Currently, updating of the CDC/HL7 categories and unique codes is tied to redeployment of the Census5,6 Every 10 years is not frequent enough to capture new immigrant groups, their languages, or emerging findings about disparities in health care. The Census Bureau could provide updated ancestry-based ethnicity and language categories more frequently from the ongoing American Community Survey7 As health care entities in communities across the nation collect data and begin to adapt to the use of standard categories and code sets, it is likely that they will encounter individuals, sooner even than the Census Bureau, who self-identify with a category that is not already listed. Thus, there will be a need for routine technical guidance, especially during the first few years of adoption of this report's recommendations. 

Recommendation 6-1a: HHS should develop and make available national standard lists of granular ethnicity categories and spoken and written languages, with accompanying unique codes and rules for rollup procedures.
  • HHS should adopt a process for routine updating of those lists and procedures as necessary. Sign languages should be included in national lists of spoken languages and Braille in lists of written languages.
  • HHS should ensure that any national hierarchy used to roll up granular ethnicity categories to the broad OMB race and Hispanic ethnicity categories takes into account responses that do not correspond to one of the OMB categories.

Electronic Health Records

The American Recovery and Reinvestment Act of 2009 (ARRA) provides opportunities for the inclusion of race, ethnicity, and language categories in standards for EHRs, thereby influencing which demographic data will be available for use when quality improvement data are stratified. ARRA authorizes and provides resources for the Office of the National Coordinator for Health Information Technology (ONC). The Coordinator is to guide the "development of a nationwide health information technology infrastructure that allows for the electronic use and exchange of information" for purposes that include quality improvement and reduction of disparities in health and health care, public health activities, clinical and health services research on quality, guidance for medical decisions at the time and place of care, and prevention and management of chronic diseases.8 The Coordinator is to assess how information technology or its absence affects communities with known health disparities and/or a high proportion of individuals at risk of poor health because a lack of insurance and inadequate health care capacity, thus limiting their access to health care.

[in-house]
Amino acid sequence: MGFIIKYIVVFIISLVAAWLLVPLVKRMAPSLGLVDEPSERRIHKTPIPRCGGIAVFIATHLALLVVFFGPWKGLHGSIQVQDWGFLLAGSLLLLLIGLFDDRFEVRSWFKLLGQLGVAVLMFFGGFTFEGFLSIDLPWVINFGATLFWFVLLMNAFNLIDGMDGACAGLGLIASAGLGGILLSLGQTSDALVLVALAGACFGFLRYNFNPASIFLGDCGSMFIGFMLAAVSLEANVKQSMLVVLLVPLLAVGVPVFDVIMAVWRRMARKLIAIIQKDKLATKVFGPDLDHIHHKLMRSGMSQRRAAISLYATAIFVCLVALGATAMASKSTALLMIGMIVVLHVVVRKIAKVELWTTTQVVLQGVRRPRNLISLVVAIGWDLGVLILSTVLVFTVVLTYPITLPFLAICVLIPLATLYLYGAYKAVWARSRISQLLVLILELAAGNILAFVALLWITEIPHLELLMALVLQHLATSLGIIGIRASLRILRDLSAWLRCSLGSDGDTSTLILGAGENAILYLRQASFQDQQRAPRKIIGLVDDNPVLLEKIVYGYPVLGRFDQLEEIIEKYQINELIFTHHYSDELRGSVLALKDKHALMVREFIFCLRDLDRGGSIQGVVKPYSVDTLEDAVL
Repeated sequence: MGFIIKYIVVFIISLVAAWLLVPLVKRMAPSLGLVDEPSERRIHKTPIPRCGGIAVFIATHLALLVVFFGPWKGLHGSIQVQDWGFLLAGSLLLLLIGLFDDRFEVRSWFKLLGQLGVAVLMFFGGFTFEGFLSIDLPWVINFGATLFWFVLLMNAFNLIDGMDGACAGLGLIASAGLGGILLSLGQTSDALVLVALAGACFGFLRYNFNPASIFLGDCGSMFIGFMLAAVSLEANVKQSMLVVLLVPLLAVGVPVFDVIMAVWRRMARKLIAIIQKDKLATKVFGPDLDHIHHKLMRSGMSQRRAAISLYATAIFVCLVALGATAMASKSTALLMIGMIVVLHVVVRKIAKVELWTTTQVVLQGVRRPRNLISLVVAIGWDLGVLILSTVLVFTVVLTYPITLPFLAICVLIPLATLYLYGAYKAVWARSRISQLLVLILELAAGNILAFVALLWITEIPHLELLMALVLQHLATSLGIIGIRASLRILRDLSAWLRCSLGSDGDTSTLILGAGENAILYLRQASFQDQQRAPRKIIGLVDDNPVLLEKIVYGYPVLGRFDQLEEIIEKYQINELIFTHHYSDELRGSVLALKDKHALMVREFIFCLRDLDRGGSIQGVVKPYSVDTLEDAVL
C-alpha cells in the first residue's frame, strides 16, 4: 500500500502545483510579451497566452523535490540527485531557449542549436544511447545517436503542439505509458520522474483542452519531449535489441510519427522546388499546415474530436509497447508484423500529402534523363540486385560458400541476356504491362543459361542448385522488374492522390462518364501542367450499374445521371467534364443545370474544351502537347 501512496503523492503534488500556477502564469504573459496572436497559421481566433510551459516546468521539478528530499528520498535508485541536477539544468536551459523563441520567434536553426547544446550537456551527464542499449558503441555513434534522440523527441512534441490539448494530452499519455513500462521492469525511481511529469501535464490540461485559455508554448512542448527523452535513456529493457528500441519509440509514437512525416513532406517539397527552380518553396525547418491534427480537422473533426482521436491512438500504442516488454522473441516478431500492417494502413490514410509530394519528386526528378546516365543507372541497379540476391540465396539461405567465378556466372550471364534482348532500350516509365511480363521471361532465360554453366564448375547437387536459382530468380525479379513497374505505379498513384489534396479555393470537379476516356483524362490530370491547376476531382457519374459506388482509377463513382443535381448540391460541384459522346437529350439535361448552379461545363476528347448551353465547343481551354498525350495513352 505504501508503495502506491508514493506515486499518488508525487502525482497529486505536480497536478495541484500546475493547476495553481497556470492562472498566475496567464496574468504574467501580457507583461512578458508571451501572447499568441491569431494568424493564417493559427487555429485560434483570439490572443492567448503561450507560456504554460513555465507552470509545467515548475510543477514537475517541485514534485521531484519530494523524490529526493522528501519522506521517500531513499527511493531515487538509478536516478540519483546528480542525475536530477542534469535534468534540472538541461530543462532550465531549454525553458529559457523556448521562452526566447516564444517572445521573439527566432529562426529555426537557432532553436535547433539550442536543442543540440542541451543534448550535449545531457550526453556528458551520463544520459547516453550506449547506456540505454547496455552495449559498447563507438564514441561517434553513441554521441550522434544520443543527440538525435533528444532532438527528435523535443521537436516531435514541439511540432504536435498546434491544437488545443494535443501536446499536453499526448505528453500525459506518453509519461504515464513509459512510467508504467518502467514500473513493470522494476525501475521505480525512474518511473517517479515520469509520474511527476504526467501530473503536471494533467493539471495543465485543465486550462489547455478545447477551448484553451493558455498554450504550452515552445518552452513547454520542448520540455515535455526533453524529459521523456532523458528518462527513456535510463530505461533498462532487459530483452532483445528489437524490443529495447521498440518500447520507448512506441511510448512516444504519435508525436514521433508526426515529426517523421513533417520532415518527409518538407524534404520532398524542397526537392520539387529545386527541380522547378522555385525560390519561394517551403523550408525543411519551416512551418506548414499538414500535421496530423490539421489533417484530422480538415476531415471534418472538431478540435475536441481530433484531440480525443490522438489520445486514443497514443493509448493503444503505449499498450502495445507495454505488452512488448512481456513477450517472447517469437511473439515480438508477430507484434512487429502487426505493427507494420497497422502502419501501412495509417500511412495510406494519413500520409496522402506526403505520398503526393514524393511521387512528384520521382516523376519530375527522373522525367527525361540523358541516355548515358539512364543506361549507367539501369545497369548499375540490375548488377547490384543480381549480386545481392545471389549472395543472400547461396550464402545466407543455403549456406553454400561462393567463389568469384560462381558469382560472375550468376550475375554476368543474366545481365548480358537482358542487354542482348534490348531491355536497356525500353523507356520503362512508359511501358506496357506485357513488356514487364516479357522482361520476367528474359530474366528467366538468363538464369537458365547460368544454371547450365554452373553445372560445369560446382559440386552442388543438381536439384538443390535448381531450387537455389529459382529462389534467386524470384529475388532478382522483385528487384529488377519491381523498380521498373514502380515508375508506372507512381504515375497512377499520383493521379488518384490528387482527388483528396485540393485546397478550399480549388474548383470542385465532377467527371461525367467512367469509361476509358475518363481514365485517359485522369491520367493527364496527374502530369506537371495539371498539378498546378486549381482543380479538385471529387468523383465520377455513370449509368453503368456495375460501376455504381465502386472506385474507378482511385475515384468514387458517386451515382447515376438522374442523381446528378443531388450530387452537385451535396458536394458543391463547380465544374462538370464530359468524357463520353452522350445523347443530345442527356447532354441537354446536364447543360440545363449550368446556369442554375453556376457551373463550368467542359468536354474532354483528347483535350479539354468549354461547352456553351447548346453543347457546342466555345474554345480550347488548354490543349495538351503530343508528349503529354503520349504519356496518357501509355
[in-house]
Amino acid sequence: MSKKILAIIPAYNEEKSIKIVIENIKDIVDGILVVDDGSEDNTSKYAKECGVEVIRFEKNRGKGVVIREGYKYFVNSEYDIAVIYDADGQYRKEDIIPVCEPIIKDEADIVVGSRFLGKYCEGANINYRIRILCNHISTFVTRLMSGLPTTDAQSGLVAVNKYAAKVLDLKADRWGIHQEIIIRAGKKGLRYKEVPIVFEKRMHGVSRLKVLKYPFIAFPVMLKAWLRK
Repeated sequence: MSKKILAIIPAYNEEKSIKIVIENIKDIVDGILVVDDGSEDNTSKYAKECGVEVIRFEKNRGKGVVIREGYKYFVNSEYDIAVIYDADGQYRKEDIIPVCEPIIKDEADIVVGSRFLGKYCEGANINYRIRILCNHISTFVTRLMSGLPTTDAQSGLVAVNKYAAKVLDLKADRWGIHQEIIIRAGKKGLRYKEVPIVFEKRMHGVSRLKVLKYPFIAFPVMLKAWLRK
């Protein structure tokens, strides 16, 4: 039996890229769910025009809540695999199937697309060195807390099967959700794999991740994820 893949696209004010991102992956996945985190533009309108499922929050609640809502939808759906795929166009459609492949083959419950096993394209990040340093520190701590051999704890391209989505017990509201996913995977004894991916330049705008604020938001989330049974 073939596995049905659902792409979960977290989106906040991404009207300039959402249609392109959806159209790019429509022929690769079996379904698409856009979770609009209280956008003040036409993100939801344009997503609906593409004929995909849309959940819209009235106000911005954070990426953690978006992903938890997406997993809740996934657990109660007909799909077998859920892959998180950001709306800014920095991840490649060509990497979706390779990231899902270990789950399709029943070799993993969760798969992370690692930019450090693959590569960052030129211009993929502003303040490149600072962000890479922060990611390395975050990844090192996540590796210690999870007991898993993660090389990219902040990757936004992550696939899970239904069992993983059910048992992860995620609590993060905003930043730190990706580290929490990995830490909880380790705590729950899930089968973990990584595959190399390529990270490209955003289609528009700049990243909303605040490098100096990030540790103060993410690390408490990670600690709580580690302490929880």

Of particular interest to the subcommittee is the provision of ARRA to "ensure the comprehensive collection of patient demographic data, including, at a minimum, race, ethnicity, primary language, and gender information." The act directs the Coordinator to consult with the National Committee on Vital and Health Statistics (NCVHS), whose mission is to improve information on population health. In the past, NCVHS had concluded that survey data on race, ethnicity, and language needed to be improved because broad categories such as Asian and Hispanic mask significant differentials in health status, access to health care, and service utilization (NCVHS, 2005). The subcommittee agrees with this assessment based on its review of studies in Chapter 2.